Reasoning from facts to theories, and not from theories to facts, we ask, what are the revealed facts in the case? Is salvation in fact offered to the elect alone? or to a part, and not to all? to them that are saved only, or to them also that perish? Is there any offer, not on the basis of atonement? is there any salvation to offer, save that of Christ? Is it not offered to every hearer of the gospel? Is it not commanded to be sped in all the world and to every creature? Are not the neglecters and the rejecters of the gospel, guilty of rejecting or neglecting the great salvation of Christ? is not this their chief sin, and the allied or antecedent cause of all others? Are they not mainly punished for this crime? Is it not here by way of eminence in comparably the greatest of their offenses against God, and so THE condemnation? And if so, then, how much transcendental ingenuity must it require to reconcile these plain facts, with the theory that limits atonement, and all saving provisions in Christ, to the elect alone! Does God offer what has no existence? Or has he another gospel which is not ANOTHER for the non-elect?
The two theories differ also in the order of the divine purposes. The limitarian scheme has it thus apostasy; election; atonement for the elect alone; punish all the others; and accomplish the glorification of the elect. The true plan is apostasy; the mission and the atonement of Christ for the whole world; the offer universal based on the atonement alone; the universal neglect and practical contempt of it on the part of men; election interposed to influence as many millions to accept it, as may consist with the practicabilities of the divine government in the case; their glorification accomplished; and the punishment of eternal justice executed on the others, mainly for the sin and the treason of rejecting Christ and his salvation offered to them.
But we refer to the volume of Dr. Beman for a discussion better suited to enlighten the reader; merely premising here, that, if the Savior died, designedly and in a way peculiar, positively to save his own elect people, the question still remains, as a matter of revealed fact, did he in no sense die to save others also? Are not others Placed by his death in a state or in relations as salvable, that is, in which their salvation is just as practicable, really and absolutely, as were the whole world without such peculiar and positive design? Does saving some through his blood, offered alike to all, prevent the others or any of them, from accepting it to their own salvation? If it includes effectually HIS OWN, does this obstruct the way to others--or shut the ever open door--or hinder, or other than facilitate and attract, the entrance of the others? Atonement is one thing--the providential design to save definite millions by its means is another, The provision is ample, the remedy sufficient; but it is actually apprehending and accepting it, that makes the essential difference: and if the piety of one is no obstacle, but only a facility to the piety of others, then the executed purpose of Christ, living, dying, rising, and reigning forever, to secure their piety and salvation, who are thus saved, is just the reverse of an obstacle, or prohibition, or exclusion, to others; who perish not because some are saved, but because they exclude themselves! He died indeed for his own peculiarly--but this is not the atonement, and not its limitation. The purpose of God is inclusive of his own, rather than exclusive of others. To urge, or influence some to enter an open door, where all are invited, with equal reality and equal sincerity, to enter, is no hindrance to others! it is a facility rather, and an increase of motives and means and helps to be resisted by others who will not come. The true nature of atonement as shown in this treatise, demonstrates this and the Bible shows it so plainly, that it requires something like inquisitorial torture, or the allied tortuous hermeneutics of Socinianism, to make it speak a different language or to mystify its plenary and very intelligible meaning.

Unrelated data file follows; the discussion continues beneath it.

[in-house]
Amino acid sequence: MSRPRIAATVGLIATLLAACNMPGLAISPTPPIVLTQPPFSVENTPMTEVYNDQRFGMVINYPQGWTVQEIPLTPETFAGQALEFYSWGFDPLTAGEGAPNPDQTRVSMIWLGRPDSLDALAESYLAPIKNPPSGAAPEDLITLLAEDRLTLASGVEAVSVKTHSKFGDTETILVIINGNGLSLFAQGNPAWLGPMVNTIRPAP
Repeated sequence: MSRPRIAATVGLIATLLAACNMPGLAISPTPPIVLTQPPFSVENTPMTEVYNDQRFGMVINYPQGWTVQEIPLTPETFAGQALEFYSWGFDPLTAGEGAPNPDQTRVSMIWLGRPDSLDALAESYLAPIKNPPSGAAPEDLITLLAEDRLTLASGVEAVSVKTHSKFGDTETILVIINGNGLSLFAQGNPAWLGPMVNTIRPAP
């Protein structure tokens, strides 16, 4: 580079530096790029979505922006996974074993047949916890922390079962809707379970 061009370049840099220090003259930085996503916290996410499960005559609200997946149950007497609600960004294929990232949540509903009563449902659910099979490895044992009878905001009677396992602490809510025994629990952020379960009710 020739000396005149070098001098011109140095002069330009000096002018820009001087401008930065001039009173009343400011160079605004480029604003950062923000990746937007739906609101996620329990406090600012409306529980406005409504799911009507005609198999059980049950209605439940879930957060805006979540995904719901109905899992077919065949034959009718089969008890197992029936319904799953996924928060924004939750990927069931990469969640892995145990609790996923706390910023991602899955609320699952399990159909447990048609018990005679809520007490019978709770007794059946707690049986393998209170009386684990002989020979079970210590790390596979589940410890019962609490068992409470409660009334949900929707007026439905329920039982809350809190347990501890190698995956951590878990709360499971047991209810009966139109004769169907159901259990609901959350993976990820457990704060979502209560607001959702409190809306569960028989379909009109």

The fullness of the atonement is a grand and glorious truth; a rock impregnable, against which the surges of theory, and controversy, and prejudice, and party, have tossed and broke themselves for ages. But it is not so generally known or credited that the fullness of the atonement was held by CALVIN. That great and excellent man , has been abused often, by some who had neither the sense, nor the candor, nor the learning, to understand him.
It is rather surprising to see certain limitarians sometimes arrogate to themselves, at least by implication, the honor of exclusive Calvinism, as well as exclusive orthodoxy. They are certainly in an error there, if what Calvin believed and taught may be viewed as the criterion of what Calvinism says in his INSTITUTES OF THE CHRISTIAN RELIGION, written (when about 25 years of age) in his theological youth, although they were less express on the point than his subsequent writings, I recollect no sentence which determines any thing in favor of restrictive views of the nature of atonement. In his COMMENTARY, Which was his maturer work and the rich mind whence many modern writers have taken their second-hand wisdom, and which has never (so far as I know, been rendered into English and published, his sentiments are full, frequent, conclusive, in favor of a full atonement. It may be well to transcribe a few of these. I could easily give more.